In Saturday's game, Nick Martinez took the mound for us. We've been playing each other since we were 10 years old. We started off at the same baseball academy when we were kids, and then he moved academies, so I always played against him growing up, and then in high school with Columbus and Belen Jesuit. This is the first time we've ever been teammates after all the years of knowing him. (Editor’s Note: Martinez struck out nine batters in USA’s 4-2 win over Korea. Alvarez reached base twice.)

It's still baseball when you look at it at the end of the day, but everyone kind of plays in a little different style of baseball. When we played the South Koreans, they were just all tough at-bats it seemed like, so I can only imagine that Japan's going to be the exact same [Monday]. They're just kind of relentless where I feel like other countries put 'all-their-chips-in-one-basket' type of swings. Japan and Korea are more like, 'We're going to run up your pitch count.' But the level is crazy. These are the best guys in South Korea, the best guys in Japan we're going to face, and Israel has a very sneaky good team. Their lineup's pretty freaking deep. It's been a lot of fun. It feels like it's still the same game -- just the stakes are a little higher now.

Since most of these guys aren't Major or Minor Leaguers, scouting reports have been the best we can do. Sometimes we YouTube, sometimes we have players that play here in Japan that know the guys that are going to be playing in Japan. So that helps a lot. They know the pitchers a little bit. They have friends that kind of send scouting reports. Really, it's just show up and information within the team. Once our leadoff guy goes through an at-bat, he just relays the information to us – ‘if this guy has a certain pitch, it's moving this way.' We kind of rely and lean on each other as much as possible, so we're constantly talking at all times.

July 28: Life at Olympic Village

So regularly I am going to bed around 11 to 11:30 p.m., and I've been waking up around 7:30 to 8 a.m. It was hard to get into a routine. I'm finally into a routine where I'm catching some good sleep, but before I was (no joke) going to sleep around 10 p.m. and waking up at 2 a.m. wide awake. My roommate is lefty reliever Anthony Gose. The way that they roomed us is a position player with a pitcher because of protocol stuff, in case one of us gets COVID or if we go down, we don't take another position player down with us. That's where we're at right now, but it's been great. It doesn't really matter who we room with because this group of guys is such a great group of human beings. It's funny how quickly we have come together.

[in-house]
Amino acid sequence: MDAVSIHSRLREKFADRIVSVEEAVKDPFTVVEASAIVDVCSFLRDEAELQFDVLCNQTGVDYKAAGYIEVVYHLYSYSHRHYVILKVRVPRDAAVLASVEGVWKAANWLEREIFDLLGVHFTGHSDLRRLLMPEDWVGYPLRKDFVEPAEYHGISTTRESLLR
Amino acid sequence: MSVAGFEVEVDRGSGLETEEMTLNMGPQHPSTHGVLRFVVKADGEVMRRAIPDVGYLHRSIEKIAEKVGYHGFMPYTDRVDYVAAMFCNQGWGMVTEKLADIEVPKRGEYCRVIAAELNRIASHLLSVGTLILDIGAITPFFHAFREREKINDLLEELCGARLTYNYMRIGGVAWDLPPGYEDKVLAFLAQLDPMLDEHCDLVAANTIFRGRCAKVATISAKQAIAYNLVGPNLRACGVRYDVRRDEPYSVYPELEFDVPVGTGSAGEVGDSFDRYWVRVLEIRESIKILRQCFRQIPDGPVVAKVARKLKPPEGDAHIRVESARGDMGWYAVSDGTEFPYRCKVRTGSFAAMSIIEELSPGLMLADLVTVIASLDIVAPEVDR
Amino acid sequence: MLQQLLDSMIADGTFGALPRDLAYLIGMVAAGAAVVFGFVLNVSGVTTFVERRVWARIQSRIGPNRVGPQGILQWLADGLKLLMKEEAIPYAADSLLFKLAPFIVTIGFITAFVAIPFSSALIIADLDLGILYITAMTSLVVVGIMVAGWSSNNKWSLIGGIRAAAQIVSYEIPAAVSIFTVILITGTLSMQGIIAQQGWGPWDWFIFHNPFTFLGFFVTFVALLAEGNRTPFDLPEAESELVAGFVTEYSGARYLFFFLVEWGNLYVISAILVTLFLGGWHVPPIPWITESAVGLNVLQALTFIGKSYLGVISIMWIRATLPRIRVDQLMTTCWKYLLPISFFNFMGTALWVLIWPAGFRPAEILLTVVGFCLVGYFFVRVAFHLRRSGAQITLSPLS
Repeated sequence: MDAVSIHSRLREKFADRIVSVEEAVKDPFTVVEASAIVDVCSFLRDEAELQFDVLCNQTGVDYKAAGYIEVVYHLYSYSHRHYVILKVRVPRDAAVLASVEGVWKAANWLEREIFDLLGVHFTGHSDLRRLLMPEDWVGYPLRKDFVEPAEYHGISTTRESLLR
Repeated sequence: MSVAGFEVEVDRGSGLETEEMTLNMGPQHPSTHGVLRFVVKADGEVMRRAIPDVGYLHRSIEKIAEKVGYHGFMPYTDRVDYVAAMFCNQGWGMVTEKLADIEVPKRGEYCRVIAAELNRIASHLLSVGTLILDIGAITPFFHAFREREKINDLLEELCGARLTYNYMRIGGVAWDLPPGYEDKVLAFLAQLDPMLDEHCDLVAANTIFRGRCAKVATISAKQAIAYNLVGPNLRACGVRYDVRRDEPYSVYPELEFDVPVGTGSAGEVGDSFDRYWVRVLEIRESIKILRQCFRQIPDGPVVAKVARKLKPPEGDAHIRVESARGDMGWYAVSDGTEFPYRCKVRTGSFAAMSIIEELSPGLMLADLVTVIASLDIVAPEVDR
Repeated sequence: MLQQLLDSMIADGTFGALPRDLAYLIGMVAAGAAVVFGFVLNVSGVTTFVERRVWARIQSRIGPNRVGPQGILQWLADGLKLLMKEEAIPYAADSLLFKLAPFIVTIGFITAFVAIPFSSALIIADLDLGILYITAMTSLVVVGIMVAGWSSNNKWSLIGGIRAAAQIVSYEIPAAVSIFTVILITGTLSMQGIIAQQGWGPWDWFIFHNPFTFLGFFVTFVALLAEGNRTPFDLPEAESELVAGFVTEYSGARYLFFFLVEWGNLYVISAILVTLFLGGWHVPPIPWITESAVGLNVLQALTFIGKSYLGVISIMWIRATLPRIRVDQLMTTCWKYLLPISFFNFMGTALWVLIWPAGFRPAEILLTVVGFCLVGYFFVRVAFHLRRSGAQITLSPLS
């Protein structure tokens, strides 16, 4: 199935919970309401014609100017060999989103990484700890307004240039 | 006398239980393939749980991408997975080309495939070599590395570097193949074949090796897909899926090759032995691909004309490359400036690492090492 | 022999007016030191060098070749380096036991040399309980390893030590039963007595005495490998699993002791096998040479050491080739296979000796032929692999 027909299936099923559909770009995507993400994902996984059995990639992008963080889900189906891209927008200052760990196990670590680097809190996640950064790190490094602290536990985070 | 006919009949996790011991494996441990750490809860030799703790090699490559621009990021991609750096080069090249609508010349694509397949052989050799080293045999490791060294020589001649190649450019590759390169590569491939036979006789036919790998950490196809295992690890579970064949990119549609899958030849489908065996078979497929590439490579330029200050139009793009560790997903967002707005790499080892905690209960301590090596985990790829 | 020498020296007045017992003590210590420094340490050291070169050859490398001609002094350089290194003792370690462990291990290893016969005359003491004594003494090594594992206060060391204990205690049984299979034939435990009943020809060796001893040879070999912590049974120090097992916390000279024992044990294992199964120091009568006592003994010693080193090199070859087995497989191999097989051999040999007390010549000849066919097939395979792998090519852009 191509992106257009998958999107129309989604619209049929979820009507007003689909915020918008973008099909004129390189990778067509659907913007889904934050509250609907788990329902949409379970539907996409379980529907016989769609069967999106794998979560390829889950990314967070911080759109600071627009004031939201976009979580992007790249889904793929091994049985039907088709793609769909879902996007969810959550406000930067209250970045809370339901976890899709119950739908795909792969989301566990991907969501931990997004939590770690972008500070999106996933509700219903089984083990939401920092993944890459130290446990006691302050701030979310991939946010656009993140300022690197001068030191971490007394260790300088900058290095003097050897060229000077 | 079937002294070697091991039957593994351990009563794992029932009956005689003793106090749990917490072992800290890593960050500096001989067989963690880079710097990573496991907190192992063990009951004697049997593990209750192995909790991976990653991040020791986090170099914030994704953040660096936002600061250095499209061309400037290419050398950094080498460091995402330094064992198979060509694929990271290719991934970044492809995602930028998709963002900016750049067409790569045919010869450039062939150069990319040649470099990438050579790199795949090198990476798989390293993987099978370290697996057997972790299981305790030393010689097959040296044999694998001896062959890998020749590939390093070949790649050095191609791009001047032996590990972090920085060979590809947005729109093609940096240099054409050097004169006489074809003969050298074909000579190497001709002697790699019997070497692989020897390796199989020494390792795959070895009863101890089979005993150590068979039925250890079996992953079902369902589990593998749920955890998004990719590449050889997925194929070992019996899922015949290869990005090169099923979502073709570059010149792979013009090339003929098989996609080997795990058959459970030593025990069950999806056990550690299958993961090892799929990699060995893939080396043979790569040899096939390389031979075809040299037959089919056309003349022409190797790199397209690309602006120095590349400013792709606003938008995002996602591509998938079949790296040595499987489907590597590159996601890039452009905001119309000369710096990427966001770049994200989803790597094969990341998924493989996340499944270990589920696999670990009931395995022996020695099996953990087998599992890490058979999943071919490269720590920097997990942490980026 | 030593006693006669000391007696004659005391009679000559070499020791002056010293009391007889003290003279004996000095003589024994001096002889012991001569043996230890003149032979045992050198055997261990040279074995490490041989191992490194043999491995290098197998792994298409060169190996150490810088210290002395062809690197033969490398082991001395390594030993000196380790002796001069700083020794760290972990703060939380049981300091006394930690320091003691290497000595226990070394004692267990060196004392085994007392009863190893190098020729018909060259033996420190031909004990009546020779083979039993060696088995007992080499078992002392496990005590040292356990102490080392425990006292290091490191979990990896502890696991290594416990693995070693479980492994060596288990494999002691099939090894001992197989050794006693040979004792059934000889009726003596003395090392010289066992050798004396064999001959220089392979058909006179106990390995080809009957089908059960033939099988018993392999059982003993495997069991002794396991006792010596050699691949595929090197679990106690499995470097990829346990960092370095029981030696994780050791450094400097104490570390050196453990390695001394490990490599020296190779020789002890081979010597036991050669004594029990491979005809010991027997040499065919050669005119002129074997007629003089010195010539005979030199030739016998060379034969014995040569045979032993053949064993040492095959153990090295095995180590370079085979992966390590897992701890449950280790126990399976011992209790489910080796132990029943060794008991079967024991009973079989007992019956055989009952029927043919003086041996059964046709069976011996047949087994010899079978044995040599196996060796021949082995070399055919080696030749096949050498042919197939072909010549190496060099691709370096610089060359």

I've been going to the gym and lifting in the mornings, and then I go and get treatment on my body and recover. I usually go up to my room and shower, change. I kind of chill out for a second. I go and eat lunch for about an hour, come back, rest up.

My experience in this cafeteria is a more pleasant experience than it was in Sochi, even though Sochi did really good with variety. Here, it's not as much variety I would say, but there are still really good quality things that are similar to Latin food, surprisingly. The way they cook the meat and sauces, the way it's placed over a bed of rice, it kind of reminds me of ropa vieja or rabo encendido, which is oxtail, that kind of red sauce with either lamb or beef. That's been nice. We have pasta, we have pizza, mashed potatoes, steaks, burgers. Desserts have taken a little getting used to. Just some pastries and stuff with beans. I didn't know that beans could be put in a sweet! I've had sushi once. There is a sushi section, and it's right next to the noodles and stir-fry section, which I've had a lot of.

A photo from outside the cafeteria.

We've been trying to explore, but for the most part, we've been in the village: cafeteria, our rooms, our lounges, and then there is an Olympic rec area on the second floor where they have these full-body massage chairs that are disinfected after every use, pingpong tables and darts. The third floor is where the weight room is. Right outside our village -- still part of the bubble, but right outside -- they built an Olympic team store, a nail salon, a hair salon, a convenience store. It's funny, because it's all made out of wood -- you're walking on wood. It's like a little miniature town that has different areas and hallways, and you're outside, but you're covered in shade because of all the wood above you.

The only high-tech gadget I've come across so far are the no-driving miniature shuttle buses. The captain, I guess you would call him, just presses a button and it stays in a lane and it slows down and stops when there are pedestrians and at its points of stop. Those are moving around at all times. There are probably about 15 or so constantly moving that can take you from one side of the village to the other. They're like those Skyline trains in the airport in a sense, but maybe six or seven people max fit in there.

A couple hours after resting up, I walk to our bus, get on the bus, and then it depends on whether we have to drive about an hour or so or 20 minutes to the stadium we're practicing in.

The protocols are so strict, where the only time you're allowed to go to your venue is at a certain time, or the time that the IOC gives you. When we go and practice, we have precisely two hours. We have people bring up a sign and hold "10 minutes to go" or "five minutes to go" at our practice. Everything's really run by the book here. We try not to waste any time. We get there, we stretch immediately. We go through our program -- either the outfielders are throwing that day or the infielders are going through their infield routine, throwing across the field to the bases. We've been switching on and off every other day. From there, we go right into our hitting groups in short rounds. There are no cages on the side to warm up, so we have a coach there side flipping us, or we hit off the tee just to warm up to hit live. The past couple days we've been going right into simulated at-bats where our pitchers have been throwing to our hitters. We've played simulated games. If we need any extra work, it's usually done right after BP.